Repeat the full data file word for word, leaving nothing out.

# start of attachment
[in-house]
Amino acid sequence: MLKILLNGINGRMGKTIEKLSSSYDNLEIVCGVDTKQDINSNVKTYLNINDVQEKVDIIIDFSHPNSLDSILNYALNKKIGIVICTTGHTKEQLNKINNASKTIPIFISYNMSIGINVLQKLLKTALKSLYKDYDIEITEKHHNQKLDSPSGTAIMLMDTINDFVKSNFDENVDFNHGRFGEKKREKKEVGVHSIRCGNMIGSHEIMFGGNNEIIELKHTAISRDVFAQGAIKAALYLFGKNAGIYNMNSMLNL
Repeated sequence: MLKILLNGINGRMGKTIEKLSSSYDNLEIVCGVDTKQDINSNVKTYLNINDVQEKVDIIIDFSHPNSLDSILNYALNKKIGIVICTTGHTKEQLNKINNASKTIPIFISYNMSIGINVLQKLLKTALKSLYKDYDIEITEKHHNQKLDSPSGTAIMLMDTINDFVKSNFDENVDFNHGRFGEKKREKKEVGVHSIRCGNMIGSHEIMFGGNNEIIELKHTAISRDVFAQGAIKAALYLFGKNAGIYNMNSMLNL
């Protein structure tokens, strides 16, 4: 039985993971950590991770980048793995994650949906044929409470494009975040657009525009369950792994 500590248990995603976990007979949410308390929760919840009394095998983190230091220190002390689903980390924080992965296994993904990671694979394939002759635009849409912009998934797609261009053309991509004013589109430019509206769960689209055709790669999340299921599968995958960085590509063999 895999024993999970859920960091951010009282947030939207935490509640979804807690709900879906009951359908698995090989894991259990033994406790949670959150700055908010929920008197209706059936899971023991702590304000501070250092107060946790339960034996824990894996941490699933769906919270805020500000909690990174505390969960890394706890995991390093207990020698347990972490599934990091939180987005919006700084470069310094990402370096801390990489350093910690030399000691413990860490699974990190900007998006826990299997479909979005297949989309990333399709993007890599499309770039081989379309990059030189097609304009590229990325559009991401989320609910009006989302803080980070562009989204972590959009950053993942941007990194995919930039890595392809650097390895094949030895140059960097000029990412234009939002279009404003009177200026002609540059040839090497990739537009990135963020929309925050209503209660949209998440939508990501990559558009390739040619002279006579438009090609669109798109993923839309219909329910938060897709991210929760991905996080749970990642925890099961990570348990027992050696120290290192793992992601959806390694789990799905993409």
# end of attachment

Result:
[in-house]
Amino acid sequence: MLKILLNGINGRMGKTIEKLSSSYDNLEIVCGVDTKQDINSNVKTYLNINDVQEKVDIIIDFSHPNSLDSILNYALNKKIGIVICTTGHTKEQLNKINNASKTIPIFISYNMSIGINVLQKLLKTALKSLYKDYDIEITEKHHNQKLDSPSGTAIMLMDTINDFVKSNFDENVDFNHGRFGEKKREKKEVGVHSIRCGNMIGSHEIMFGGNNEIIELKHTAISRDVFAQGAIKAALYLFGKNAGIYNMNSMLNL
Repeated sequence: MLKILLNGINGRMGKTIEKLSSSYDNLEIVCGVDTKQDINSNVKTYLNINDVQEKVDIIIDFSHPNSLDSILNYALNKKIGIVICTTGHTKEQLNKINNASKTIPIFISYNMSIGINVLQKLLKTALKSLYKDYDIEITEKHHNQKLDSPSGTAIMLMDTINDFVKSNFDENVDFNHGRFGEKKREKKEVGVHSIRCGNMIGSHEIMFGGNNEIIELKHTAISRDVFAQGAIKAALYLFGKNAGIYNMNSMLNL
């Protein structure tokens, strides 16, 4: 039985993971950590991770980048793995994650949906044929409470494009975040657009525009369950792994 500590248990995603976990007979949410308390929760919840009394095998983190230091220190002390689903980390924080992965296994993904990671694979394939002759635009849409912009998934797609261009053309991509004013589109430019509206769960689209055709790669999340299921599968995958960085590509063999 895999024993999970859920960091951010009282947030939207935490509640979804807690709900879906009951359908698995090989894991259990033994406790949670959150700055908010929920008197209706059936899971023991702590304000501070250092107060946790339960034996824990894996941490699933769906919270805020500000909690990174505390969960890394706890995991390093207990020698347990972490599934990091939180987005919006700084470069310094990402370096801390990489350093910690030399000691413990860490699974990190900007998006826990299997479909979005297949989309990333399709993007890599499309770039081989379309990059030189097609304009590229990325559009991401989320609910009006989302803080980070562009989204972590959009950053993942941007990194995919930039890595392809650097390895094949030895140059960097000029990412234009939002279009404003009177200026002609540059040839090497990739537009990135963020929309925050209503209660949209998440939508990501990559558009390739040619002279006579438009090609669109798109993923839309219909329910938060897709991210929760991905996080749970990642925890099961990570348990027992050696120290290192793992992601959806390694789990799905993409």